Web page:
But as the reputation of his wines grow so too has his global distribution.
   
With a few harvests under his belt his goal now is to build his “Vignobles K” brand.
   
“The other aim is to make good wine, which will also take years, but not quite as many.”
 
Wine as art 
 
At Bellefont-Belcier, something of a sleeping beauty in Saint-Emilion, one of his first tasks will be to clean up the woods that dot the rolling limestone hills over which the estate is spread.
 
Kwok has earned his chops when it comes to revamping older chateaux, having restored the 18th-century dry masonry terraced vineyards at the Tour-Saint-Christophe estate he acquired in 2012. 
   
Reflecting on those Chinese peers who bid farewell to Bordeaux after a brief dalliance, he said:  “It (owning a chateau) became the fashion. They just wanted the experience. But they slowly realised that winemaking is not the business they thought.”
   
His time in France, which he visits three or four times a year, has taught him that the key ingredient in wine is not equipment or skilled labour, it's the “terroir” — the land.
   
“It's like being the owner of a piece of art,” he said. “Only with wine, it's a piece of art you can work on.” 

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FARMING

Cold snap ‘could slash French wine harvest by 30 percent’

A rare cold snap that froze vineyards across much of France this month could see harvest yields drop by around a third this year, France's national agriculture observatory said on Thursday.

Cold snap 'could slash French wine harvest by 30 percent'
A winemaker checks whether there is life in the buds of his vineyard in Le Landreau, near Nantes in western France, on April 12th, following several nights of frost. Photo: Sebastien SALOM-GOMIS / AFP

Winemakers were forced to light fires and candles among their vines as nighttime temperatures plunged after weeks of unseasonably warm weather that had spurred early budding.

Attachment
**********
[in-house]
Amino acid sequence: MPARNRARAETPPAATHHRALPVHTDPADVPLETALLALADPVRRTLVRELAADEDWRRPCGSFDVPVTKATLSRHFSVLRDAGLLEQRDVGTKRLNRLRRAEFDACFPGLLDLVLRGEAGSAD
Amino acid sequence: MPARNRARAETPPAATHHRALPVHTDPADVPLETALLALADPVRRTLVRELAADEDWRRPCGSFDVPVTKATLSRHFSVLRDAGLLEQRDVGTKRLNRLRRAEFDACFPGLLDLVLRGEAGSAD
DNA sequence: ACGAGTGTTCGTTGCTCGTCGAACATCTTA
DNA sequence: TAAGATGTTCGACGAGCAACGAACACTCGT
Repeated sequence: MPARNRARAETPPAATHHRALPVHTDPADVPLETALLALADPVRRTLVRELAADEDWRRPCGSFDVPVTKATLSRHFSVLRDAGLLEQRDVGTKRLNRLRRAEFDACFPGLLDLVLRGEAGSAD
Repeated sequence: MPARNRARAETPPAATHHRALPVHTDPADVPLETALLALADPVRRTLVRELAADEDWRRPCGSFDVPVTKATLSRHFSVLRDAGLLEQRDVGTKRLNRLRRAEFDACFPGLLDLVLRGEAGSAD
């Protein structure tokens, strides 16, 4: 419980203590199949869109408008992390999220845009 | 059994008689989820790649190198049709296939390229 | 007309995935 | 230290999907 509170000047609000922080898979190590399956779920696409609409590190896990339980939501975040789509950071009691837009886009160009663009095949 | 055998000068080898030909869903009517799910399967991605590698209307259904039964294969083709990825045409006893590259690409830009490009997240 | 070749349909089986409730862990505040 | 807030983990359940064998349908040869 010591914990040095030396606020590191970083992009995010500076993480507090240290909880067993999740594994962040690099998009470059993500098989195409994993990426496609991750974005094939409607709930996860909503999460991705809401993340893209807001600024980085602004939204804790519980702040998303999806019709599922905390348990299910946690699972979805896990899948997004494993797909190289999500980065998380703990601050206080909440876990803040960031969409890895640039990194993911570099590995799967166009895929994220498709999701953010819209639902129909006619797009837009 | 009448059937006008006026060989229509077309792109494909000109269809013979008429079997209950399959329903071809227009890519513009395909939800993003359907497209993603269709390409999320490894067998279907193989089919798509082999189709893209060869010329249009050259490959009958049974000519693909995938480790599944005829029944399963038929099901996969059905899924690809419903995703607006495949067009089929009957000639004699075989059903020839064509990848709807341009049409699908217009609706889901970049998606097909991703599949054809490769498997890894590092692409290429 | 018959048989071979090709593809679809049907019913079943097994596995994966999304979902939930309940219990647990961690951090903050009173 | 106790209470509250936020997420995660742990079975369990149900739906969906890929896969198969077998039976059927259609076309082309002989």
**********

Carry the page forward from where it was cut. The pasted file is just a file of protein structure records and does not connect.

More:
Scores of vulnerable fruit and vegetable orchards were also hit in what Agriculture Minister Julien Denormandie called “probably the greatest agricultural catastrophe of the beginning of the 21st century.”

IN PICTURES: French vineyards ablaze in bid to ward off frosts

The government has promised more than €1 billion in aid for destroyed grapes and other crops.

Based on reported losses so far, the damage could result in up to 15 million fewer hectolitres of wine, a drop of 28 to 30 percent from the average yields over the past five years, the FranceAgriMer agency said.

That would represent €1.5 to €2 billion of lost revenue for the sector, Ygor Gibelind, head of the agency’s wine division, said by videoconference.

It would also roughly coincide with the tally from France’s FNSEA agriculture union.

Prime Minister Jean Castex vowed during a visit to damaged fields in southern France last Saturday that the emergency aid would be made available in the coming days to help farmers cope with the “exceptional situation.”

READ ALSO: ‘We’ve lost at least 70,000 bottles’ – French winemakers count the cost of late frosts